No one saw Hülkenberg coming in qualifying until he posted a blistering time that was good enough for third place

I have to say that I expected Nico to fall back through the pack fairly quickly, much like Valtteri Bottas did in Canada, but the young German had no such plans.

Despite a poor start that allowed both Ferraris by, Hülkenberg held his own and stayed in fifth for much of the race, only dropping back during the pitstop phase. Although he lost out to Lewis Hamilton at the stops, Sauber were confident that the Brit would have to stop again, having pitted early to repair a slow puncture.

Perhaps the most impressive part of Hulk's race was winning the battle of the Nicos at the end of the afternoon as he held back the Mercedes of Nico Rosberg for fifth place, a particularly impressive feat given the fact that Hülkenberg clearly had to ration his fuel reserves late in the race. In fact, I wouldn’t be surprised if Sauber had underfuelled the Hulk, expecting a slower pace but had to change their plans as Nico stayed up at the front.

It was a big result for Hülkenberg, and with his competitor for the seat, Paul di Resta crashing out in rather embarrassing fashion on lap one, it can only boost his chances for a Ferrari, having shone in their backyard.

Crunchtime for Grosjean

Romain Grosjean knows that he needs to step up his performances if wants to continue with Lotus next year, particularly if he is expected to lead a team in the absence of Kimi Räikkönen. And while it wasn’t a flashy podium, as Grosjean has shown he is capable of on occasion, it was a good under the radar drive on a day when Kimi Räikkönen showed that he too is capable of mistakes.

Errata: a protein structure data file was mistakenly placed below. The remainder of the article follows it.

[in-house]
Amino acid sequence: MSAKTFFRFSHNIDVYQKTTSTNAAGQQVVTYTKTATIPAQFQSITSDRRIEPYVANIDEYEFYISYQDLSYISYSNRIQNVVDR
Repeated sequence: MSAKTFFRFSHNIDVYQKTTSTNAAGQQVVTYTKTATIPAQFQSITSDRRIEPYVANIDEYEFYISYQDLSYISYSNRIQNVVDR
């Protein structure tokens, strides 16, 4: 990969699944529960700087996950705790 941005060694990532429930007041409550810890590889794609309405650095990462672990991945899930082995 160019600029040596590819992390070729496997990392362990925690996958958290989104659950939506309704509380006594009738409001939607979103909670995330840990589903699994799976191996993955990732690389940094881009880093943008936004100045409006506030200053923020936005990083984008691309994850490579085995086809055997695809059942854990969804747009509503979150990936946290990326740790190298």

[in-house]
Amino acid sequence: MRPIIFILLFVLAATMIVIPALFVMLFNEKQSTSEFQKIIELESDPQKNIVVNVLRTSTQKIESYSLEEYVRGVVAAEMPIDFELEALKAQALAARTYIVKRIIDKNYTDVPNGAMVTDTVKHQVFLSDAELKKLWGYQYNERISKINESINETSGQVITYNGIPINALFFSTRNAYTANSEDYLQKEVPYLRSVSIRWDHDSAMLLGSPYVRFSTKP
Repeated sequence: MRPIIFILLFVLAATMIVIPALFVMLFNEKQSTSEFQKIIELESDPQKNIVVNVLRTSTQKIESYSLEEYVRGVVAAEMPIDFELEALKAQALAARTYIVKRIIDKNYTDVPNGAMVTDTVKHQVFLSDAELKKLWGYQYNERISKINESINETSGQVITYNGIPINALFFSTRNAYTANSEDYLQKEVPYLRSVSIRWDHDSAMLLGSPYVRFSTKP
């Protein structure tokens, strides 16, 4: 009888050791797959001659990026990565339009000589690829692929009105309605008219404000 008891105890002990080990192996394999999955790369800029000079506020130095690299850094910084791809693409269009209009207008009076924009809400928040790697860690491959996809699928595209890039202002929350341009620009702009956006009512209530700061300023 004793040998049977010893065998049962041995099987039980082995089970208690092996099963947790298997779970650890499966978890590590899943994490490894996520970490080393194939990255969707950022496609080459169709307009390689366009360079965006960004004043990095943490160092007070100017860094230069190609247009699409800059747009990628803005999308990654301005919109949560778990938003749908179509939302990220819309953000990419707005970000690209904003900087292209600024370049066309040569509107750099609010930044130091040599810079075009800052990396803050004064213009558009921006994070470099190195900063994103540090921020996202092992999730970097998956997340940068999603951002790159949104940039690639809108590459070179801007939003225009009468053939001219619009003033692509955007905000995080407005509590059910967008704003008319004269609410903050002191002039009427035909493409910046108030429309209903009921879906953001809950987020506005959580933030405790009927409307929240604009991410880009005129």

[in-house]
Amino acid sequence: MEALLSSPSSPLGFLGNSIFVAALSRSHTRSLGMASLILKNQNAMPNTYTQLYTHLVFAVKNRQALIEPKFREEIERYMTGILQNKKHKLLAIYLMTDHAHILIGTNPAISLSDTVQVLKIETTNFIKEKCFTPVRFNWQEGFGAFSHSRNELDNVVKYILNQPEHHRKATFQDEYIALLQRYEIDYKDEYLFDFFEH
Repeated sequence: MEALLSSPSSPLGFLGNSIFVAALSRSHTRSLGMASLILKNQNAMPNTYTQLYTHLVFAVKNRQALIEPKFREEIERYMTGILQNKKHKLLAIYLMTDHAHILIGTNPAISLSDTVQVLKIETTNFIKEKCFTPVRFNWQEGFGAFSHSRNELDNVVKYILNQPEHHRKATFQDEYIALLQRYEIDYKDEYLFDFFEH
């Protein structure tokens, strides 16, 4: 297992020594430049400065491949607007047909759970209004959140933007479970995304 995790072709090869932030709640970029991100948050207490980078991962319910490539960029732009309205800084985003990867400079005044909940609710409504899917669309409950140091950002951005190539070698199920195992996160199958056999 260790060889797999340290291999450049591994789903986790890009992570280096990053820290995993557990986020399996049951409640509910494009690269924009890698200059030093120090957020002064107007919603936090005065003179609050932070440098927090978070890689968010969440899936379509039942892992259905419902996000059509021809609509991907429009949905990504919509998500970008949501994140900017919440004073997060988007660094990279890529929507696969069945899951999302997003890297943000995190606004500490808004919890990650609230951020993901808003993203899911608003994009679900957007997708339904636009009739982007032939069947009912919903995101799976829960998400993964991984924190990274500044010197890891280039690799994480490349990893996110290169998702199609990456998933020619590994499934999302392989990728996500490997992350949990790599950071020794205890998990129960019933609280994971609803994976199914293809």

Grosjean puts in a lap at Monza
Lotus' joker in the packCredit: Glenn Dunbar/Lotus F1 Team

Grosjean may have been outqualified by Räikkönen on Saturday on an incredibly disappointing day for the team as both drivers failed to make Q3. In his desperation to make up places, Räikkönen outbraked himself into turn one and broke his front wing as he punted Sergio Pérez off.

While Kimi pitted and fought his way through the field, Grosjean was in the main pack, fighting with Daniel Ricciardo and the McLarens. He may have ended up just five seconds ahead of his teammate, but Räikkönen had the benefit of running in clear air in his first stint, allowing him to set faster times and take care of his tyres. And while Grosjean wasn’t the star of the show, it was just the performance he will need to keep his job.

Ricciardo comes up with the goods

It wasn’t Ricciardo’s biggest result, but it will certainly do him some good getting seventh place just after announcing his big move to Red Bull. It was well-documented that Sergio Pérez struggled to secure a points finish after signing for McLaren last year, and a strong drive for Ricciardo was just what the doctor ordered to show that he is a proven driver, rather than all potential.

It was also a result that leapfrogged him ahead of teammate Jean-Éric Vergne in the championship, something that, despite his impressive pace, Ricciardo has struggled to do since moving to Toro Rosso.